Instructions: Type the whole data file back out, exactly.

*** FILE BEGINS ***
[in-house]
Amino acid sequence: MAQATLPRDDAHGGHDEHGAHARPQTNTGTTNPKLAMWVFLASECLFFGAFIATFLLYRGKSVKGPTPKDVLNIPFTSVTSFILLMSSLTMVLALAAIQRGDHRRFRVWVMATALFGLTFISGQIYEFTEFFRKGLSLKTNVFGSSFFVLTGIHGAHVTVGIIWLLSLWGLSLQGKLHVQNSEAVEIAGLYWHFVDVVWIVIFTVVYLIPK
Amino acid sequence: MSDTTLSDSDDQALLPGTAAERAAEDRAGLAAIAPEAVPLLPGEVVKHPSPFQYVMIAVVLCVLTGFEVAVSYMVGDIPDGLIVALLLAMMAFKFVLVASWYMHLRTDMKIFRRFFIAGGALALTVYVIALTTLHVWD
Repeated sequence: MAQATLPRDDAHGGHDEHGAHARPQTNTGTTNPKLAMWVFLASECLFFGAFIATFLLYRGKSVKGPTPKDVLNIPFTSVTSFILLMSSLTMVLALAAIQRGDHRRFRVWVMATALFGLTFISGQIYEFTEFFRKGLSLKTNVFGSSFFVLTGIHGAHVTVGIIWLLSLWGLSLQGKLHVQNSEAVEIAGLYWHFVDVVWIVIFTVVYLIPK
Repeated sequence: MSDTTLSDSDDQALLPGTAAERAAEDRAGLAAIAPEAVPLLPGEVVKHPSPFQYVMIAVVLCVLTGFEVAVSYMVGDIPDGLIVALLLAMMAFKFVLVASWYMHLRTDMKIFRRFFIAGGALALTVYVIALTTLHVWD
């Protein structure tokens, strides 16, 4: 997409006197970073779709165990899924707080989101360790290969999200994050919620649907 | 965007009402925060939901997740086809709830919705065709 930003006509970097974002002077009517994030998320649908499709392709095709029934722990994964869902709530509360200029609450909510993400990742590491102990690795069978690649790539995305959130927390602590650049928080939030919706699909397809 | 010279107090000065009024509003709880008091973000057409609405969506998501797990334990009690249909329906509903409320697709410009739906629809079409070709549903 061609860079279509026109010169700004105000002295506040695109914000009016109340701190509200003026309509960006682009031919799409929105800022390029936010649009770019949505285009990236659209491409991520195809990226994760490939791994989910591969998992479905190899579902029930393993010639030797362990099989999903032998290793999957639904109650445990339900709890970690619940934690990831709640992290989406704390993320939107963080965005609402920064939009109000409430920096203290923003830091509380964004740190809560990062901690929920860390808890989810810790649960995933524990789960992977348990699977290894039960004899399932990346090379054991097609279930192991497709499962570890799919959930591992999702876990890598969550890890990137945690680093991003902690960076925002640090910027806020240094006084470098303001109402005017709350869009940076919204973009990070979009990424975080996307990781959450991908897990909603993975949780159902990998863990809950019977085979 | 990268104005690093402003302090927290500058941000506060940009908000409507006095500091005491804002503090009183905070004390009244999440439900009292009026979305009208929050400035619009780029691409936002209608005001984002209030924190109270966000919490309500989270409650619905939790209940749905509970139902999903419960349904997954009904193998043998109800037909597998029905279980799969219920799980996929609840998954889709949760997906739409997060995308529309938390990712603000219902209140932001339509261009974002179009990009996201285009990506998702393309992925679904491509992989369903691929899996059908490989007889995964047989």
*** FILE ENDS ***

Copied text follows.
[in-house]
Amino acid sequence: MAQATLPRDDAHGGHDEHGAHARPQTNTGTTNPKLAMWVFLASECLFFGAFIATFLLYRGKSVKGPTPKDVLNIPFTSVTSFILLMSSLTMVLALAAIQRGDHRRFRVWVMATALFGLTFISGQIYEFTEFFRKGLSLKTNVFGSSFFVLTGIHGAHVTVGIIWLLSLWGLSLQGKLHVQNSEAVEIAGLYWHFVDVVWIVIFTVVYLIPK
Amino acid sequence: MSDTTLSDSDDQALLPGTAAERAAEDRAGLAAIAPEAVPLLPGEVVKHPSPFQYVMIAVVLCVLTGFEVAVSYMVGDIPDGLIVALLLAMMAFKFVLVASWYMHLRTDMKIFRRFFIAGGALALTVYVIALTTLHVWD
Repeated sequence: MAQATLPRDDAHGGHDEHGAHARPQTNTGTTNPKLAMWVFLASECLFFGAFIATFLLYRGKSVKGPTPKDVLNIPFTSVTSFILLMSSLTMVLALAAIQRGDHRRFRVWVMATALFGLTFISGQIYEFTEFFRKGLSLKTNVFGSSFFVLTGIHGAHVTVGIIWLLSLWGLSLQGKLHVQNSEAVEIAGLYWHFVDVVWIVIFTVVYLIPK
Repeated sequence: MSDTTLSDSDDQALLPGTAAERAAEDRAGLAAIAPEAVPLLPGEVVKHPSPFQYVMIAVVLCVLTGFEVAVSYMVGDIPDGLIVALLLAMMAFKFVLVASWYMHLRTDMKIFRRFFIAGGALALTVYVIALTTLHVWD
């Protein structure tokens, strides 16, 4: 997409006197970073779709165990899924707080989101360790290969999200994050919620649907 | 965007009402925060939901997740086809709830919705065709 930003006509970097974002002077009517994030998320649908499709392709095709029934722990994964869902709530509360200029609450909510993400990742590491102990690795069978690649790539995305959130927390602590650049928080939030919706699909397809 | 010279107090000065009024509003709880008091973000057409609405969506998501797990334990009690249909329906509903409320697709410009739906629809079409070709549903 061609860079279509026109010169700004105000002295506040695109914000009016109340701190509200003026309509960006682009031919799409929105800022390029936010649009770019949505285009990236659209491409991520195809990226994760490939791994989910591969998992479905190899579902029930393993010639030797362990099989999903032998290793999957639904109650445990339900709890970690619940934690990831709640992290989406704390993320939107963080965005609402920064939009109000409430920096203290923003830091509380964004740190809560990062901690929920860390808890989810810790649960995933524990789960992977348990699977290894039960004899399932990346090379054991097609279930192991497709499962570890799919959930591992999702876990890598969550890890990137945690680093991003902690960076925002640090910027806020240094006084470098303001109402005017709350869009940076919204973009990070979009990424975080996307990781959450991908897990909603993975949780159902990998863990809950019977085979 | 990268104005690093402003302090927290500058941000506060940009908000409507006095500091005491804002503090009183905070004390009244999440439900009292009026979305009208929050400035619009780029691409936002209608005001984002209030924190109270966000919490309500989270409650619905939790209940749905509970139902999903419960349904997954009904193998043998109800037909597998029905279980799969219920799980996929609840998954889709949760997906739409997060995308529309938390990712603000219902209140932001339509261009974002179009990009996201285009990506998702393309992925679904491509992989369903691929899996059908490989007889995964047989």